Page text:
Cite as 2009 SOS 7226
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Inverse Condemnation
Coastal Commission did not abuse its discretion in denying coastal development permit where project was admittedly inconsistent with existing zoning and commission reasonably concluded from evidence in the record that project was larger in scale and different in architectural style from what was typical of the surrounding area. Commission was not required to approve project merely because developer revised its plans in order to meet commission staff's objections. Claim that denial of permit constituted a taking of developer's property was not ripe for adjudication, where denial did not constitute a final determination as to how the property might be developed.
     Reddell v. California Coastal Commission - filed December 1, 2009, modification published December 29, 2009, Second District, Div. Six
     Cite as B206428
     Full text                                                                                                                             Back to Top

Land Use
A minimum charge imposed on land parcels with connections to a water district’s utility systems for the basic cost of providing water or sewer service, regardless of actual use, is a fee for an immediately available property-related water or sewer service, not an assessment, and does not require ballot approval by affected owners pursuant to Proposition 218.
     Paland v. Brooktrails Township Community Services District Board of Directors - filed December 3, 2009, First District, Div. Five
     Cite as 2009 SOS 6923
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Lis Pendens
A lis pendens can be recorded against a dominant tenement in an easement dispute. Attorneys' filing of a lis pendens arose from protected activity and was not illegal as a matter of law, thus trial court erred in denying special motion to strike complaint claiming that lis pendens was wrongfully recorded. Recordation of lis pendens could not be the basis for intentional interference with prospective economic advantage or slander of title causes of action, even if such action was filed with malice.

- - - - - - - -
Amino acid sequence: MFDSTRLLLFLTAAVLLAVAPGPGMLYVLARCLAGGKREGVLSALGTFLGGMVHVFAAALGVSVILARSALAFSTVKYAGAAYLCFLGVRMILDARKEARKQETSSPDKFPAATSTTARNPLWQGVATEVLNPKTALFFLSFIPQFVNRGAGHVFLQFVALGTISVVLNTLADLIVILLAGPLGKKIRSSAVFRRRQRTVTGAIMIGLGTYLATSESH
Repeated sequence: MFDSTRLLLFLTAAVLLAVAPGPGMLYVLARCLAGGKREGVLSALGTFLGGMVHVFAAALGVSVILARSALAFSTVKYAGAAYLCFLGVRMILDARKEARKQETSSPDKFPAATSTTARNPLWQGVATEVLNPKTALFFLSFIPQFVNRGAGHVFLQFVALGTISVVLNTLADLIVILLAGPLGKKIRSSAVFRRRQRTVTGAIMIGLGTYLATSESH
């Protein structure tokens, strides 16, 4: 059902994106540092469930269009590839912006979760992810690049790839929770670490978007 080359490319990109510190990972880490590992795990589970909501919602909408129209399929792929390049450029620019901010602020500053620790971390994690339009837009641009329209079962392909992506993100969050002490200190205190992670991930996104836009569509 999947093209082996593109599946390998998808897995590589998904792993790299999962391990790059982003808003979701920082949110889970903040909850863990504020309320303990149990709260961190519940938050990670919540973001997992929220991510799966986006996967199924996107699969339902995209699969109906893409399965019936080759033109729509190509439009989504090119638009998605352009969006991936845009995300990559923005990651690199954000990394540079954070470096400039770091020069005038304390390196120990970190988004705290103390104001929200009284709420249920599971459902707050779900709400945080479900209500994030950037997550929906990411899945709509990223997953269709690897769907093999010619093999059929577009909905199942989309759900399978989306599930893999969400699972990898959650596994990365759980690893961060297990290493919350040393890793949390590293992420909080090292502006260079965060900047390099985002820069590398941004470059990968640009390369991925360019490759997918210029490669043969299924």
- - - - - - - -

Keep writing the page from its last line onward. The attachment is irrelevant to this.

Park 100 Investment Group II v. Ryan - filed December 23, 2009, Second District, Div. Three
     Cite as 2009 SOS 7293
     Full text                                                                                                                               Back to Top

Real Property Taxation
Plain language of decision by Assessment Appeals Board indicated that board did not deny property owner’s application to reduce tax assessment based only on total value of land and improvements. Petition for a writ of mandate was not proper method to challenge board’s determination, as property owner’s exclusive remedy was a complaint seeking a refund of taxes. Property owner’s complaint against county was untimely since it was filed after expiration of six-month statute of limitations.
     Schoenberg v. County of Los Angeles Assessment Appeals Board - filed November 9, 2009, publication ordered December 3, 2009, Second District, Div. Two
     Cite as 2009 SOS 6928
     Full text                                                                                                                               Back to Top

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Los Angeles County Bar Association
2010 Real Property Section Newsletter
REAL PROPERTY SECTION REVIEW
Daniel L. Goodkin, Editor    *   Norman A. Chernin, Co-Editor

SECTION OFFICERS
Chair
Michael S. Klein

First Vice-Chair
Pamela L. Westhoff

Second Vice-Chair
Gregg J. Loubier

Treasurer
Theresa C. Tate

Secretary
Sarah V. J. Spyksma

Immediate Past-Chair
Donald C. Nanney


Section Administrator
Terrina Scott

EXECUTIVE COMMITTEE MEMBERS

Eric Altoon
Nedra E. Austin
Babak B. Baradaran
Susan J. Booth
James L. Brat
Norman A. Chernin
Brant Dveirin
Robert T. Flick
Daniel L. Goodkin
Brian Richard Hochleutner
Linda S. Koffman
Rebecca H. Lessley

Peter J. Niemiec
Robert C. Pearman
Leslie D. Reed
D. Eric Remensperger
David C. Sampson
Michael G. Smooke
Linda E. Spiegel
Andrew J. Yamamoto


SUB-SECTION CHAIRS
Commercial Development & Leasing, Marcia Z. Gordon
Construction Law, Richard Mah
Land Use Planning & Environmental Law, Claire Hervey Collins
Real Estate Finance, Caroline Dreyfus
General Real Estate Law, Nadav Ravid
Title Insurance, Gytis L. Nefas

 

Readers are advised that changes in the law may affect the accuracy of this publication or the functionality of links after the publication date.